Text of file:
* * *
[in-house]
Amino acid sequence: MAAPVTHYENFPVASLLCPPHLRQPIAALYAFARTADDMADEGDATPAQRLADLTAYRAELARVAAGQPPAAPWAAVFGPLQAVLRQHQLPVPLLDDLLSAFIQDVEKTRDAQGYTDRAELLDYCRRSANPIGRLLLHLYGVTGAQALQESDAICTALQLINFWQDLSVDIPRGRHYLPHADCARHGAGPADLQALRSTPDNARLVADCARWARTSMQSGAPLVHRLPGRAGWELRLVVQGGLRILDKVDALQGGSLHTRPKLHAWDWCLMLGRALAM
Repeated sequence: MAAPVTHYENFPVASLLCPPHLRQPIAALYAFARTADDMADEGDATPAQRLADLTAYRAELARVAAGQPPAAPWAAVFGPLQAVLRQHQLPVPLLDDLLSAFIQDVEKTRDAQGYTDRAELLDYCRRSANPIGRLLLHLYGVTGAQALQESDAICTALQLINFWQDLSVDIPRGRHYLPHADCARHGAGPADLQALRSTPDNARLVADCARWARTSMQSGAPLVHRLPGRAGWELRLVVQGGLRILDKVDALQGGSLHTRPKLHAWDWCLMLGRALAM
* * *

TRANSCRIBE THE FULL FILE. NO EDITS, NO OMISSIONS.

[in-house]
Amino acid sequence: MAAPVTHYENFPVASLLCPPHLRQPIAALYAFARTADDMADEGDATPAQRLADLTAYRAELARVAAGQPPAAPWAAVFGPLQAVLRQHQLPVPLLDDLLSAFIQDVEKTRDAQGYTDRAELLDYCRRSANPIGRLLLHLYGVTGAQALQESDAICTALQLINFWQDLSVDIPRGRHYLPHADCARHGAGPADLQALRSTPDNARLVADCARWARTSMQSGAPLVHRLPGRAGWELRLVVQGGLRILDKVDALQGGSLHTRPKLHAWDWCLMLGRALAM
Repeated sequence: MAAPVTHYENFPVASLLCPPHLRQPIAALYAFARTADDMADEGDATPAQRLADLTAYRAELARVAAGQPPAAPWAAVFGPLQAVLRQHQLPVPLLDDLLSAFIQDVEKTRDAQGYTDRAELLDYCRRSANPIGRLLLHLYGVTGAQALQESDAICTALQLINFWQDLSVDIPRGRHYLPHADCARHGAGPADLQALRSTPDNARLVADCARWARTSMQSGAPLVHRLPGRAGWELRLVVQGGLRILDKVDALQGGSLHTRPKLHAWDWCLMLGRALAM